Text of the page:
I did not enjoy Salomé when I first read it. Something about it felt spare and maybe stilted compared to the other Wilde pieces we’ve been looking at this semester that come off as so quintessentially Wilde — it doesn’t tease and taunt the reader in the same way. Upon closer inspection, however, and after talking it over in class, Salomé does seem just as elusive and nuanced as other Wilde works. I especially appreciated the way our conversations about Orientalism and Wilde’s queerness intersected in this play, conflating the two ways of thinking about subversive or non-normative identities. Wilde taps into a particular, sexualized narrative of the biblically unnamed Salome, using tropes of the East to heighten her sexuality for the play, while also giving her a dark sense of agency. A lot of this hinges on her outward expressions of her desire for Jokanaan. In response to her advances, Jokanaan calls Salomé, “‘the wanton! The harlot! Ah! The daughter of Babylon with her golden eyes and gilded eyelids’” (596). His attention to her gilded eyelids seems particularly significant here, as tied to her sexuality, as they suggest a sort of rich, outlandish otherness, resonant of other Orientalist descriptions of “heavy-lidded foreigners” and the like, a description that fits with the visual tradition and artistic representation that exists for this story, presenting similarly gilded Salomés as we looked at in class. The Beardsley illustrations go even further to solidify the engagement with these narratives of Otherness. Though made independently of Wilde’s influence, Beardsley’s illustrations also use styles and imagery from Eastern cultures (as an extraordinarily broad and nuanced grouping) to represent hyper-sexualized, gender-ambiguous, and bizarre figures as a response to Wilde’s text and narrative. The use of the exotic and the other allows both men a space to explore and represent the other in different ways, bending gender representations and sexual expectations.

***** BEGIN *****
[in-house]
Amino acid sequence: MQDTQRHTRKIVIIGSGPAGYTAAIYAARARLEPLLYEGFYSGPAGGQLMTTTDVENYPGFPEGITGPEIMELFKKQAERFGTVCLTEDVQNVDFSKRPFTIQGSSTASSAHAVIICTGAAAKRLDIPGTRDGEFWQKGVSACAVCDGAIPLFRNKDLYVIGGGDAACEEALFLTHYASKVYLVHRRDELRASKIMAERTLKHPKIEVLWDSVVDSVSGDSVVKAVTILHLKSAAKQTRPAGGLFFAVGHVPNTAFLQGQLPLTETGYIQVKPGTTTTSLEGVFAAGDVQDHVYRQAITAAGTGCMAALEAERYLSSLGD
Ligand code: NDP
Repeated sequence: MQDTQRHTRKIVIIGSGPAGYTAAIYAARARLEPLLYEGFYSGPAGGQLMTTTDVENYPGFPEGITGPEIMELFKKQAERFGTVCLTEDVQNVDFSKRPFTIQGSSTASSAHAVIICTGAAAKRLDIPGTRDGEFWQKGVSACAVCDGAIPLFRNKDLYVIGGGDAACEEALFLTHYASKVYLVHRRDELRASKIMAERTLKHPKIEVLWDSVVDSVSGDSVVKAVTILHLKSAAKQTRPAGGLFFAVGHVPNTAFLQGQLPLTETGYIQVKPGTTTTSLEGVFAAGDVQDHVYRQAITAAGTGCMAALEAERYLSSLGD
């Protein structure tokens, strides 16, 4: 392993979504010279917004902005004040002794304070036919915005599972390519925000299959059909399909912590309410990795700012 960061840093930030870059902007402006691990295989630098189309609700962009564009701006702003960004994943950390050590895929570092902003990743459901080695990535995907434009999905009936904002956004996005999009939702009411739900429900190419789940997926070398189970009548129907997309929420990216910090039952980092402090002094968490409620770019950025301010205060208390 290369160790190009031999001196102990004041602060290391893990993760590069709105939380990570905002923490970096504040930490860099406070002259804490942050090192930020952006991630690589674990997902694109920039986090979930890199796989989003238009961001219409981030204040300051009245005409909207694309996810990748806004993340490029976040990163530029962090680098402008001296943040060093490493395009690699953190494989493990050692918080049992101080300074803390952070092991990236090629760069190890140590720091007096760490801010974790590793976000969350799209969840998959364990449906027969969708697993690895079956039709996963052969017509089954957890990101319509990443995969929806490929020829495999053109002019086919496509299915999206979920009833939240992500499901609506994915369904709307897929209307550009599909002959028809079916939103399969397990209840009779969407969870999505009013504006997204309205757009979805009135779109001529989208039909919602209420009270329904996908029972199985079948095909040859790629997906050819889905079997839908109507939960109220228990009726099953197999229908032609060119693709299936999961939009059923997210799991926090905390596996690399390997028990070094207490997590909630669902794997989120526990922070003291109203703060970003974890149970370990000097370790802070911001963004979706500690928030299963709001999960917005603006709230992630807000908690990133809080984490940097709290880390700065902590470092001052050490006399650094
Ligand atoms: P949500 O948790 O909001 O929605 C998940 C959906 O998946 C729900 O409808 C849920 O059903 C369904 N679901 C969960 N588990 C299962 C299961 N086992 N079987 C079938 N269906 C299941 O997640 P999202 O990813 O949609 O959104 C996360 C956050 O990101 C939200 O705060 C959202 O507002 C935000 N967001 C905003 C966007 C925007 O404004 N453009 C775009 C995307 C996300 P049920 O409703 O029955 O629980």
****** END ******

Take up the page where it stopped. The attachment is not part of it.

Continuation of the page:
It is interesting then to try to parse the ethics of such an engagement in Orientalism on Wilde’s part, considering his own multiple marginalized identities, being Irish and queer. Clearly a focus on the Other, and the pronounced difference and exoticism of Eastern cultures, allows Wilde access what he feels is a useful dichotomy for presenting other sorts of differences, a relationship similar to that which Kiberd articulates in his article, about the reciprocal constructing of Irishness and Englishness, defining the self as what the other is not — the same is happening in this play and is what allows us a queer reading of the narrative. However, just because Wilde can understand being the cultural or sexual other in England, does that give him the license to so egregiously use another Other, another binary, to think around the dynamics of his own marginalized identities? I do think there is a way to think about Wilde’s particular Orientalism, as informed by his own place amongst “others,” as different from those within an English heteronormativity doing the same, but that doesn’t mean his use of Orientalist tropes is in any way above critique (plus it happens in a lot of his other works, beyond just Salomé). Salomé still feels distinctly different from Wilde’s other plays, but it’s easier to see now how it functions in a particular way to allow him a different sort of identity exploration, one that hinges on constructions of the East.